Registration runs from 6 to 6:30 p.m., with rehearsal to follow. Rehearsals are held from 6:30 to 9 p.m. Sundays, at the FPAC. The highlight of the winter concerts on Dec. 9 and 10 will be a performance of Vivaldi’s “Gloria,” with accompaniment by an ensemble from the Midcoast Symphony Orchestra.

All singers are welcome, but the chorus especially needs tenors and basses. Is there a shortage of these in the Midcoast?

The Greater Freeport Community Chorus is an adult, mixed-voice group whose members are residents of about 20 Midcoast towns. Membership dues are $70 or $120 per couple. New singers are welcome to attend up to three rehearsals before deciding whether to join and pay dues.

For more information, call 844-1166 or visit www.gfccsings.org.

Conductor Linda Blanchard and pianist Sean Fleming, a married musical duo, will lead a few singing groups this season, too. They have been collaborating in creating choral music in the Midcoast for over 20 years.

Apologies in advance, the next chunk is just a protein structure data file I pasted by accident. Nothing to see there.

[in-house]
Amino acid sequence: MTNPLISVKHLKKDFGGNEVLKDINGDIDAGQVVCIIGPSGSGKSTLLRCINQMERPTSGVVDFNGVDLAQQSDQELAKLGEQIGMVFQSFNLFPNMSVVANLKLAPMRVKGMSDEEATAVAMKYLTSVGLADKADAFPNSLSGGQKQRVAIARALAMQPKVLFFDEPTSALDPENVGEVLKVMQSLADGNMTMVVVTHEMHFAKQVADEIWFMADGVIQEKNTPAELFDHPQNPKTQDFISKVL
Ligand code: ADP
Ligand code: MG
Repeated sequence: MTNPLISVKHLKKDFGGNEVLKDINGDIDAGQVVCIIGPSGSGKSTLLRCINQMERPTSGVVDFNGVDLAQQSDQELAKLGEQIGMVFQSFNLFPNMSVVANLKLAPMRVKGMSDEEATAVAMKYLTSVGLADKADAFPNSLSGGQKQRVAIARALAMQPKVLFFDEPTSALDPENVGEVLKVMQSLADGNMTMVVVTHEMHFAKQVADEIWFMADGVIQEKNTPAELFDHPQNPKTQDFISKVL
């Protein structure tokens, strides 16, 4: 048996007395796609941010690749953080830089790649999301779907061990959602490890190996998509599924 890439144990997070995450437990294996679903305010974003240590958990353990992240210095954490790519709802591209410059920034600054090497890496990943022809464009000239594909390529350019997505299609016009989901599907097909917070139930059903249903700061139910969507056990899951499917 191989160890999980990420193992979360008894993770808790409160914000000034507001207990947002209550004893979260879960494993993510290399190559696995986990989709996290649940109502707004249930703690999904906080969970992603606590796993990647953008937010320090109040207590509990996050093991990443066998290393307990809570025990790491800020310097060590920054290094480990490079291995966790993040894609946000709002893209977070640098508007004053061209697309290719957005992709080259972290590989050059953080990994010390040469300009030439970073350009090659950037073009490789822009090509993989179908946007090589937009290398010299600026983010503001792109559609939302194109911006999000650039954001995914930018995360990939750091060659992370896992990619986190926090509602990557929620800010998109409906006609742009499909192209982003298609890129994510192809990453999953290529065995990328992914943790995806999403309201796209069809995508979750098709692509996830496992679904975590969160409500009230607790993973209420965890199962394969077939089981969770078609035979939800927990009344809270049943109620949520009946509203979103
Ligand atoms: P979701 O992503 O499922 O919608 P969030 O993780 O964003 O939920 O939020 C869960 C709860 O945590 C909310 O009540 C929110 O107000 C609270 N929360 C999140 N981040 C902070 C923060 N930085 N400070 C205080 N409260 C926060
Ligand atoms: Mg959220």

Sheepscot Valley Chorus is a non-auditioned chorus based in Wiscasset that rehearses from 7 to 9 p.m. Tuesdays, at the Congregational Church on Route 1. This year’s winter concert on Dec. 3 will feature “Gloria,” as composed by John Rutter, and performed with brass accompaniment. The season kicks off with a potluck supper before rehearsal, at 7 p.m. Tuesday, Sept. 12.

St. Cecilia Chamber Choir is an auditioned community chorus rehearsing from 7 to 9 p.m. Wednesdays, at St. Andrew’s Church in Newcastle. The signature “Ceremony of Lessons and Carols” will be Dec. 8 and 9 and feature a string quartet. Practice materials are provided for learning music at home.

St. Andrew’s Episcopal Church Senior Choir rehearses from 7 to 9 p.m. Thursdays, at St. Andrew’s in Newcastle and provides music for the 10 a.m. Sunday services. This group usually sings one anthem every week, and leads the congregation in singing a psalm and hymns.